He was in the Eighth Army at El Alamein and he didn't talk about that either
I think this was very common in returning ex soldiers .

Galen Thu 08-May-14 15:34:51

My father was there as a doctor, he camped in a tomb! (One of those mausoleums the Italians have)

Galen Thu 08-May-14 15:37:12

He was one of the first into Venice, he said the Germans were retreating as they arrived. He was in charge of the hospital on lido de Venezia

Nelliemoser Thu 08-May-14 15:48:16

My father in Law was in the Royal Corp of signals in North Africa and Sicily and the fought his way up through Italy I remember him getting very upset and angry when talking about the battles over Monte Cassino.

Bram Fri 09-May-14 09:47:56

My late Uncle George 'celebrated' his 20th birthday on a wet and cold mountain side in Italy in 1944. He had no good feelings about the whole campaign and was very bitter. He said our men would have starved without the US giving them food from their mobile kitchens.

Galen Fri 09-May-14 10:34:44

My father heard about my birth under similar circumstances in December in 1944.
I didn't meet him unti 18/12 later and to me daddy was a photo on the mantelpiece.

Divawithattitude Fri 09-May-14 10:58:02

My uncle was in the rifle Brigade and killed at Monte Cassino, he is buried just outside Flonence.

mcem Fri 09-May-14 11:39:38

My father spent his 21st birthday on the beach at Dunkirk and later found himself, a REME engineer, in the 8th army at Alamein and subsequently working his way north through Italy. Wonder if he met your father, Galen? I have an album of pic's he took at the time.
Uncle Terry, Mum's cousin was at Monte Cassino. He told the tale that he felt his rifle being blown out of his hand but on looking down saw not only the gun but his hand and forearm. He came home safely, married his fiancee and lived a long happy and useful life. They didn't have children but doted on the nieces and nephews.

Purpledaffodil Fri 09-May-14 21:57:23

My lovely Dad who died two years ago was there with the Welsh Guards. A few years ago he went there with my middle son on a wonderful scheme called Heroes Return. They visited the monastery and Dad was delighted to see it rebuilt as it was in ruins the last time he saw it. It was an incredible bonding experience for them both. He never spoke much about the war to my brother and me, but they say it is sometimes easier to talk to grandchildren about it. Such bravery and so modest!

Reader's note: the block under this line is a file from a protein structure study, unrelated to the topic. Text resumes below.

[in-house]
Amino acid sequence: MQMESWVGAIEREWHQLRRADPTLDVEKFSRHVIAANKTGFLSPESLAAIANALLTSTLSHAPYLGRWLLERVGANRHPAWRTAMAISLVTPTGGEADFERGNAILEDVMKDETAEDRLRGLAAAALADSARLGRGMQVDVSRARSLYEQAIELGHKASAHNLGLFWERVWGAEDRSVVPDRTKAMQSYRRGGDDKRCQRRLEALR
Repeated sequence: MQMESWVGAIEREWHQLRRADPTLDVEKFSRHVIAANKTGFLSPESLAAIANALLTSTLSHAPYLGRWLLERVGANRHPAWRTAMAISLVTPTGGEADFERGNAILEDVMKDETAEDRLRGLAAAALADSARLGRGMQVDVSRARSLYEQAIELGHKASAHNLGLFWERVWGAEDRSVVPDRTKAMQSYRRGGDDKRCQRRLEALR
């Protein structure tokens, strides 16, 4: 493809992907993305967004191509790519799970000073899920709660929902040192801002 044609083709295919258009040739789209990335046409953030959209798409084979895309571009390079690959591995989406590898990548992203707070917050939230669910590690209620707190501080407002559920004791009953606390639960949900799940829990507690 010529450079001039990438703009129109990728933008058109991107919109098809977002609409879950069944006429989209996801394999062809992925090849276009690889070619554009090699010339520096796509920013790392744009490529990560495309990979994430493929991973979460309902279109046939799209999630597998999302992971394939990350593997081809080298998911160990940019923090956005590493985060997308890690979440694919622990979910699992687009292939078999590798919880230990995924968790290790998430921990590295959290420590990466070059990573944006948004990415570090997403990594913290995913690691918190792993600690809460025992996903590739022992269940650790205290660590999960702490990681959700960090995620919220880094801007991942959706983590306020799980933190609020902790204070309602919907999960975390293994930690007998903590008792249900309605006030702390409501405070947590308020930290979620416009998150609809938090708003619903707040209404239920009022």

ayse Sat 10-May-14 05:26:35

My father was with the Lanarkshire yeomanry - after the war they produced a book about their campaigns - he travelled (and fought) his way up through Sicily and Italy as a gun spotter, on a motor bike in advance of the front line.

He rarely talked about his experiences but it damaged him for life. He told me a couple of stories - he had a premonition about the ''hole' he and two others were sheltering in. He left and a couple of minutes later the others were blown to bits.

My father too was very bitter about his experiences.

Following the war he did illustration for the regimental book and I have those original drawings still along with several copper plates, engraved for printing.

On Remembrance Sunday I always give a thought to those who died but also those who survived the terrible experiences that changed them forever.

Mamie Sat 10-May-14 07:37:52

I think my two favourite books about Italy in WW2 are Norman Lewis' Naples 44 and Eric Newby's Love and War in the Apennines. Both great writers. Also Farley Mowat's And No Birds Sang and Raleigh Treveyan's The Fortress: A Diary of Anzio and After.

Mamie Sat 10-May-14 07:39:04

Sorry that should be Raleigh Trevelyan.

janeainsworth Sat 10-May-14 08:02:53

I remember singing The D-Day Dodgers at Folk Club in the 60's, then not hearing it until 2 years ago at my godfather's 90th birthday party - a friend of his with a guitar sang some songs after the speeches!
My godfather was in Reconnaissance in Italy in WW2. He rarely mentions it and it's not discussed.

nonnasusie Thu 15-May-14 14:10:59

Just catching up after a week in Cornwall and I saw this blog! My DH and I live in Cassino (his birth town) within walking distance of the German cemetery and a 10/15 minute drive of the British Allied one. Montecassino is about 20 minutes away and we go quite often especially when we have visitors. We have been to all 3 cemeteries (the Polish one is near the monastery). It is heartbreaking reading the graves ,most of them were so young.